New data released yesterday revealing a further increase in the number of Aboriginal and Torres Strait Islander people incarcerated in Victoria is evidence that further work is needed to meet the specific needs of these groups in the justice system, says Jesuit Social Services.

Quarterly Corrective Services statistics published by the Australian Bureau of Statistics show that the daily average of Aboriginal and Torres Strait Islander people in prison in 2015 was 501, a 19 per cent increase since 2013.

“It is extremely disheartening to see that indigenous incarceration rates remain persistently high,” says Jesuit Social Services CEO Julie Edwards.

The new data comes on the back of research compiled by Save The Children revealing that it costs the nation $236 million each year to lock up indigenous young people.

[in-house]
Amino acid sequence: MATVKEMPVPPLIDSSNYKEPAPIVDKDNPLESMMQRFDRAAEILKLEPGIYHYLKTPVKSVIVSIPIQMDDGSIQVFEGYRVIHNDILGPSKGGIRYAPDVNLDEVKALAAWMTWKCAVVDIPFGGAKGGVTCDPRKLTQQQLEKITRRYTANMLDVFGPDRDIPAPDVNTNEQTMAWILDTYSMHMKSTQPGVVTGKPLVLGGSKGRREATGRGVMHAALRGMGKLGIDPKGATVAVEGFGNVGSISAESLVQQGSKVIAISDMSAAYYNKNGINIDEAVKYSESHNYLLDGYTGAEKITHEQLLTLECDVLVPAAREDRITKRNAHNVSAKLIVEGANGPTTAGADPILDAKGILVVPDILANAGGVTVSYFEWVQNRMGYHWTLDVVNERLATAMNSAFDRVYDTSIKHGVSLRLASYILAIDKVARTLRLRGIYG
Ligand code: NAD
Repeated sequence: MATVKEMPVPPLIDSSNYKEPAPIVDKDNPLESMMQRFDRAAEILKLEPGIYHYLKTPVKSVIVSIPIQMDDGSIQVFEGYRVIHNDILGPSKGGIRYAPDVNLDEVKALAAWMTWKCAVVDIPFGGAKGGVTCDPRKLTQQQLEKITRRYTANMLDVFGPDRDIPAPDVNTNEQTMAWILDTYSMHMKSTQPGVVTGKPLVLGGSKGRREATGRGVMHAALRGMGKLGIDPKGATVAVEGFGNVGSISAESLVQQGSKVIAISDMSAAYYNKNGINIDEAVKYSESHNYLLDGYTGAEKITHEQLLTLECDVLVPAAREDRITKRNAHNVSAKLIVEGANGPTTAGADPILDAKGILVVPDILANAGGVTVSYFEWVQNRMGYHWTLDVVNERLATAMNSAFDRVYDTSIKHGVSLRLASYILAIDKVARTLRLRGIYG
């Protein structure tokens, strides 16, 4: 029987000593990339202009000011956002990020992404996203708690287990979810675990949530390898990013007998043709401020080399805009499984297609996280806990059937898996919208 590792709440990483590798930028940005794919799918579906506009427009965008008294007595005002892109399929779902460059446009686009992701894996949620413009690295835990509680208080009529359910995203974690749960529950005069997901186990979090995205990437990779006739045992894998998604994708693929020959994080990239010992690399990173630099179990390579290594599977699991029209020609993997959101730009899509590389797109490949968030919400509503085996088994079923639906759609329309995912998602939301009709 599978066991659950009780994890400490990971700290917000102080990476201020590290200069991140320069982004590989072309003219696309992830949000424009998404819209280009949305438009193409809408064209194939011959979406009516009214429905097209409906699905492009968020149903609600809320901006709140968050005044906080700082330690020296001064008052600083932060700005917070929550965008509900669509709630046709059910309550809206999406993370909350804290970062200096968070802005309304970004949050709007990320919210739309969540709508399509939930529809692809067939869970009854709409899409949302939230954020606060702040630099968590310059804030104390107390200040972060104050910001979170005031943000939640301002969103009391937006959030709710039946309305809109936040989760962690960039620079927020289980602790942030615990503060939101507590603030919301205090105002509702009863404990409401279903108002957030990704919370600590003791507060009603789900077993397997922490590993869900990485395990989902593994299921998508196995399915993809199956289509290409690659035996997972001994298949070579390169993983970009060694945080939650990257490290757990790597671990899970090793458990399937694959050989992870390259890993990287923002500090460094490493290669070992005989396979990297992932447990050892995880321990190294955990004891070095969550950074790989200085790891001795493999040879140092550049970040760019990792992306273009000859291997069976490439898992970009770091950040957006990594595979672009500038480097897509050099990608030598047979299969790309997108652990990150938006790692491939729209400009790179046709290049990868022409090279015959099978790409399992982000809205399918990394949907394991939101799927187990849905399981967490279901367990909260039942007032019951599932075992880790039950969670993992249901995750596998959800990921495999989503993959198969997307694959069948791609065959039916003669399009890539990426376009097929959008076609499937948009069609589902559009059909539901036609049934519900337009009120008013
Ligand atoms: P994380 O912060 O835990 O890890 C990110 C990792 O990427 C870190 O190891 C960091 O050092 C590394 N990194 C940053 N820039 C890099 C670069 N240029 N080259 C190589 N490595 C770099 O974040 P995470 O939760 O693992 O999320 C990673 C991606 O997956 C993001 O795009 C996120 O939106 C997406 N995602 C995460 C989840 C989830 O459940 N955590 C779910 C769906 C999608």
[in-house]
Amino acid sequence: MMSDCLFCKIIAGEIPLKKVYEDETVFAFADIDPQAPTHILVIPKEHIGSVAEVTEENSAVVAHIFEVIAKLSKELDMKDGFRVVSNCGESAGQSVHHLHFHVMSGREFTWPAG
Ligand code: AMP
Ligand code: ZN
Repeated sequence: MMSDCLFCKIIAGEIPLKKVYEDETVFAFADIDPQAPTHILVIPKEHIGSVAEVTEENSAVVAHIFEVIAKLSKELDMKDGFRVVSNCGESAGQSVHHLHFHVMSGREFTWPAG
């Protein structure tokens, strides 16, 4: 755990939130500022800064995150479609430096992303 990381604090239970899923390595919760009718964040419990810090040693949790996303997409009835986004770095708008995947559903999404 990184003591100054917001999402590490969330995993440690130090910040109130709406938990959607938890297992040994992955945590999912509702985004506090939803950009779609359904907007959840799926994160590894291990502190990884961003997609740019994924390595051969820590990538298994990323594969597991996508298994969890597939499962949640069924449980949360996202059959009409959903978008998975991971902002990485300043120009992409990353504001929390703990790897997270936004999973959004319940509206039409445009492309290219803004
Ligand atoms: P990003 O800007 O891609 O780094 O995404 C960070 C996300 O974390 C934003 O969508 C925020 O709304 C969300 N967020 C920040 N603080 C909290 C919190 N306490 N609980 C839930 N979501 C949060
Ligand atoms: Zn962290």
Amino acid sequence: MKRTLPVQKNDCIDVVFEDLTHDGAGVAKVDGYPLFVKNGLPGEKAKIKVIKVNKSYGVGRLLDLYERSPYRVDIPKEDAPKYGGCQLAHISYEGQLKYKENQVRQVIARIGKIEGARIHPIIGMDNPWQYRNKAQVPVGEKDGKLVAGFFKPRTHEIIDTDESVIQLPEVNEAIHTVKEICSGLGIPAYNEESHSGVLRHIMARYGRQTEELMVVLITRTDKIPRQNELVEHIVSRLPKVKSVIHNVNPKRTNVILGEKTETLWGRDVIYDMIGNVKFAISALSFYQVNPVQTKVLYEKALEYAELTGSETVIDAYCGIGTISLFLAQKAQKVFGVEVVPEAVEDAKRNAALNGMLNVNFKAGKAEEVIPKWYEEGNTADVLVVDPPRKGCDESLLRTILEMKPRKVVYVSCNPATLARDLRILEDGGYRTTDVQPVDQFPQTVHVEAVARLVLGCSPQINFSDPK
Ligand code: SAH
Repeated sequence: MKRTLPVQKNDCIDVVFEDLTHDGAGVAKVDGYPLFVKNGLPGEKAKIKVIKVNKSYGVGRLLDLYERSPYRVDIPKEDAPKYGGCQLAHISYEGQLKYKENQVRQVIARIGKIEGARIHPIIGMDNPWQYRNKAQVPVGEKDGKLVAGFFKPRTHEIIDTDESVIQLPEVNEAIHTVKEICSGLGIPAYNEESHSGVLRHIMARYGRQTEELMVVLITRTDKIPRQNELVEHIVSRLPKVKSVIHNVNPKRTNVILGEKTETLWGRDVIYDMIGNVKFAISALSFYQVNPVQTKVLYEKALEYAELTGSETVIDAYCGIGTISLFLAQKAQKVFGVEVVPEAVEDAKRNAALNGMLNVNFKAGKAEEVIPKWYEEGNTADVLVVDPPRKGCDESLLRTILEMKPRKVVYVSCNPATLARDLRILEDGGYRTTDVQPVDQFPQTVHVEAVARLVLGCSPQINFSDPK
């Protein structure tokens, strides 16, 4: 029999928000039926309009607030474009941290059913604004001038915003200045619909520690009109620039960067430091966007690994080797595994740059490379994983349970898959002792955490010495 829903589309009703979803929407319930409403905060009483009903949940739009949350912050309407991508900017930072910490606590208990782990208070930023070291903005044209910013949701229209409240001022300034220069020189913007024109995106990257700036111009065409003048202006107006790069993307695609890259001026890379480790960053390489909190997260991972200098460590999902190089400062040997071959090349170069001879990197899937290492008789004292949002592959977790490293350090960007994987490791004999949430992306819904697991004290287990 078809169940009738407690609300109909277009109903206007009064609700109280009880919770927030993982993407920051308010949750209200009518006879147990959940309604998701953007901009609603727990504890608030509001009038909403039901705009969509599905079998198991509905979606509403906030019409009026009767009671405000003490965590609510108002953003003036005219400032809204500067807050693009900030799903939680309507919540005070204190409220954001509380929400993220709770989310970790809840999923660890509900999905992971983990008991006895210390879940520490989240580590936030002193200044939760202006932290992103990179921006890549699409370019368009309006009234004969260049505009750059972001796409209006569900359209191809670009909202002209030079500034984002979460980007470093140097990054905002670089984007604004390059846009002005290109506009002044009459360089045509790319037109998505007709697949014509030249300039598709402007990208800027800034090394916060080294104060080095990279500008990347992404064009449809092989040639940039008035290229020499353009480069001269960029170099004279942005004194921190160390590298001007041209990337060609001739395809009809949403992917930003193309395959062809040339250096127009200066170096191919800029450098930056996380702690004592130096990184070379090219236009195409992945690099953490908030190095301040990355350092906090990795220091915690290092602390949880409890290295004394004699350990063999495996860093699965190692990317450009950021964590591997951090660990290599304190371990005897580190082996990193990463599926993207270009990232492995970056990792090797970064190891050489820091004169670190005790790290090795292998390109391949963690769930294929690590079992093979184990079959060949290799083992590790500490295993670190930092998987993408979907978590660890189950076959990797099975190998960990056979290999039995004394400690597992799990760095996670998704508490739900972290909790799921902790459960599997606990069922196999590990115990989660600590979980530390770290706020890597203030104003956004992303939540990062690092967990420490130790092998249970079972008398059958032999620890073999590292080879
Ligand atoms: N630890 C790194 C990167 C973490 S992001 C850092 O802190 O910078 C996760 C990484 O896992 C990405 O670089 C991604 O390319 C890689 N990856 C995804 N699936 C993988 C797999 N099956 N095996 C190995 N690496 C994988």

“It is clear that a total rethink is needed to prevent young Aboriginal and Torres Strait Islanders from becoming stuck in the revolving door of the criminal justice system, and further investments must be made to address the culturally specific needs of this group of people when they do come in contact,” says Ms Edwards.

Jesuit Social Services calls on the Victorian Government to include targeted investment in the upcoming 2016-17 budget to ensure the issues facing Aboriginal and Torres Strait Islander people are front and centre in the planning and delivery of prison and post-release services.

This means increasing of the number of identified positions for Aboriginal Wellbeing and Aboriginal Liaison Officers, investing in ongoing cultural awareness training for all staff in prisons and providing funding for Aboriginal and Torres Strait Islander case managers to work with prisoners.

“The ultimate goal is to prevent Aboriginal and Torres Strait Islander people from becoming involved in the prison system in the first place, and we have called for specialist Koori Children’s Courts in each jurisdiction to support this. However an increase in culturally specific support services in prison can also help people prepare for their return to the community and reduce the likelihood of reoffending.”